- Pro to the question "Should Marijuana Be a Medical Option?"
“If medications don’t seem to be working, you might want to consider asking your oncologist to prescribe medical marijuana. The active substance in marijuana—a chemical called THC (tetrahydrocannabinol)—has been shown to relieve nausea and stimulate appetite in people receiving chemotherapy. Your doctor can also prescribe a medication that contains THC such as dronabinol or nabilone. If you choose to go the more traditional route of smoking an occasional joint (or snacking on the occasional pot brownie), be sure to let your treatment team know, and educate yourself about state and federal laws related to the medicinal use of marijuana.”
“Guidelines for Patients Caring for Adolescents and Young Adults,” 2013
- Theoretical Expertise Ranking:
Individuals and organizations that do not fit into the other star categories.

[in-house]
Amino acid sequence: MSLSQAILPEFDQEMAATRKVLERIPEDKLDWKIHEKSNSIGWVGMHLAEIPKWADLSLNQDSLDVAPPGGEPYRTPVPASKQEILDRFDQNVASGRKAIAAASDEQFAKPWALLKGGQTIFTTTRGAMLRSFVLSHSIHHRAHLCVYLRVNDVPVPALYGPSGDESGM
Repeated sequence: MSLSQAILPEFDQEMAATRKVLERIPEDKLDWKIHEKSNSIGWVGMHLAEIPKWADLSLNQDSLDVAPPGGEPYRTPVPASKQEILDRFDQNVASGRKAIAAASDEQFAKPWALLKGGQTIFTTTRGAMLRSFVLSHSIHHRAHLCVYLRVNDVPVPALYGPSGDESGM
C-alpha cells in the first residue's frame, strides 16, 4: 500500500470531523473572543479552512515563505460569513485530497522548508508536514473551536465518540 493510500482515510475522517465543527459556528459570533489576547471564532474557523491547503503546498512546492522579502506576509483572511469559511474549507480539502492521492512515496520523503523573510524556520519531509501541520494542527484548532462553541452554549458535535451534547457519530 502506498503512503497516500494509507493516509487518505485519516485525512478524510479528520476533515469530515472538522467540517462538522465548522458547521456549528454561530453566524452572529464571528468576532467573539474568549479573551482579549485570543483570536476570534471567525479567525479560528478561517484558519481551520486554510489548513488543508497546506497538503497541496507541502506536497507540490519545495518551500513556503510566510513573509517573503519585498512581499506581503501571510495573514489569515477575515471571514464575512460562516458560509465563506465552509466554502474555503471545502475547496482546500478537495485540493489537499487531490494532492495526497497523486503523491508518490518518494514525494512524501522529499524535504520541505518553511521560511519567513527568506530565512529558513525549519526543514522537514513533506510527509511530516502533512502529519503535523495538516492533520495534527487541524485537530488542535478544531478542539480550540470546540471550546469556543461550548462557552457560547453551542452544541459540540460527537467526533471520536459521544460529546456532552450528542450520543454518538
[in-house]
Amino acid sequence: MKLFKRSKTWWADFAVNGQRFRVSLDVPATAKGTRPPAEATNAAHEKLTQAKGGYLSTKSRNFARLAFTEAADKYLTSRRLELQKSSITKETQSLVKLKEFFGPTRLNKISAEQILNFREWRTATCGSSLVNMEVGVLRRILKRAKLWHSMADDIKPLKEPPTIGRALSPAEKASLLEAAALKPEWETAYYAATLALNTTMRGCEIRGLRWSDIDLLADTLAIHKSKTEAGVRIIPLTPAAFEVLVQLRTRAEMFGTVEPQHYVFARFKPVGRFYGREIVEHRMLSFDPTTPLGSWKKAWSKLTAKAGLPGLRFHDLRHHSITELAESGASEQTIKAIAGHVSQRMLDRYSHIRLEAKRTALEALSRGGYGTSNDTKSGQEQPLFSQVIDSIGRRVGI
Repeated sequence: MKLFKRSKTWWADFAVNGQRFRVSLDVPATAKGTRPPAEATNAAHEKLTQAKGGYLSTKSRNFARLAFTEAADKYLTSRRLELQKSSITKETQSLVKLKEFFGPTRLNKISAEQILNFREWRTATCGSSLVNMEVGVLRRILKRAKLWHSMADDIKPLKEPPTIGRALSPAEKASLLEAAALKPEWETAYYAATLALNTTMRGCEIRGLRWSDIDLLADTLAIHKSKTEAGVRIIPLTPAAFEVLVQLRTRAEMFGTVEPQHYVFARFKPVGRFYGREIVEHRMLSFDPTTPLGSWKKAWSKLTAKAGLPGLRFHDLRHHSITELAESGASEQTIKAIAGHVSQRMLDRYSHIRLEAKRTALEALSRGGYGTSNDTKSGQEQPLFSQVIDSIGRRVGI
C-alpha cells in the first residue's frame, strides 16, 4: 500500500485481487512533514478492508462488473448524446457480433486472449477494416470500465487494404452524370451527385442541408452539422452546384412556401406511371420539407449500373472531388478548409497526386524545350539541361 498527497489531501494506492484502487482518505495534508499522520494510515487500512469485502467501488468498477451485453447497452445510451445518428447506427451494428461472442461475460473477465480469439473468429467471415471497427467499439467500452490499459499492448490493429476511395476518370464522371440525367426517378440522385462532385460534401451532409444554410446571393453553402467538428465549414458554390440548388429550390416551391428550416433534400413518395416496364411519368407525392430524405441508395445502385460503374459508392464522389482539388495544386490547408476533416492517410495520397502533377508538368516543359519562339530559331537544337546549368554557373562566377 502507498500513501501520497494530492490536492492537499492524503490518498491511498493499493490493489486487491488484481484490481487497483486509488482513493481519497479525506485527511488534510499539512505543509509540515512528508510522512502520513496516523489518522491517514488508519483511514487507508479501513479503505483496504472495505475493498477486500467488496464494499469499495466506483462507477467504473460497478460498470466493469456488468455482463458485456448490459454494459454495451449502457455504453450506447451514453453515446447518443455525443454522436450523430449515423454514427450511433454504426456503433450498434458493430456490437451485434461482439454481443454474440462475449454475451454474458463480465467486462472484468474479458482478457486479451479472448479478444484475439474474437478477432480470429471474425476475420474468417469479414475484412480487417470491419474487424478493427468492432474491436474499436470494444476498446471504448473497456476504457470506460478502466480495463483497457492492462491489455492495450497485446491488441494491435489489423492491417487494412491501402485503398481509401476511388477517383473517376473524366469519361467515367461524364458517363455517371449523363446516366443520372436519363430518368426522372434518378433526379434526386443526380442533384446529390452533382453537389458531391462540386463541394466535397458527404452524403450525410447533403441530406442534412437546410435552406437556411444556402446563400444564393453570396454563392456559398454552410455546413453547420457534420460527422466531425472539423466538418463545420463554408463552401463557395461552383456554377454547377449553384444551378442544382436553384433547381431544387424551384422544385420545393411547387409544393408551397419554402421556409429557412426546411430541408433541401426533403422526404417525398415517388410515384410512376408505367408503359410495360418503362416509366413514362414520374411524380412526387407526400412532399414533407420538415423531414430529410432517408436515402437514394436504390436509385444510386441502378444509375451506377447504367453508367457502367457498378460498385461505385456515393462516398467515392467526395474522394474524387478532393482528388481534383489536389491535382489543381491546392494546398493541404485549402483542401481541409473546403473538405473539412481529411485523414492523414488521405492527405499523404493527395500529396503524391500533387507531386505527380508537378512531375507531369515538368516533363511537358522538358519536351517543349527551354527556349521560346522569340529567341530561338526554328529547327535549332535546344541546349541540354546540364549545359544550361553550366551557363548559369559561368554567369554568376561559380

“The National Comprehensive Cancer Network® (NCCN®), a not-for-profit alliance of 26 of the world’s leading cancer centers devoted to patient care, research, and education, is dedicated to improving the quality, effectiveness, and efficiency of cancer care so that patients can live better lives.”
“About NCCN,” NCCN website (accessed Mar. 19, 2015)
“Our mission, as an alliance of leading cancer centers devoted to patient care, research, and education, is to improve the quality, effectiveness, and efficiency of cancer care so that patients can live better lives.”
“About NCCN,” NCCN website (accessed Mar. 12, 2015)
- 501(c)(3) nonprofit
- Quoted in: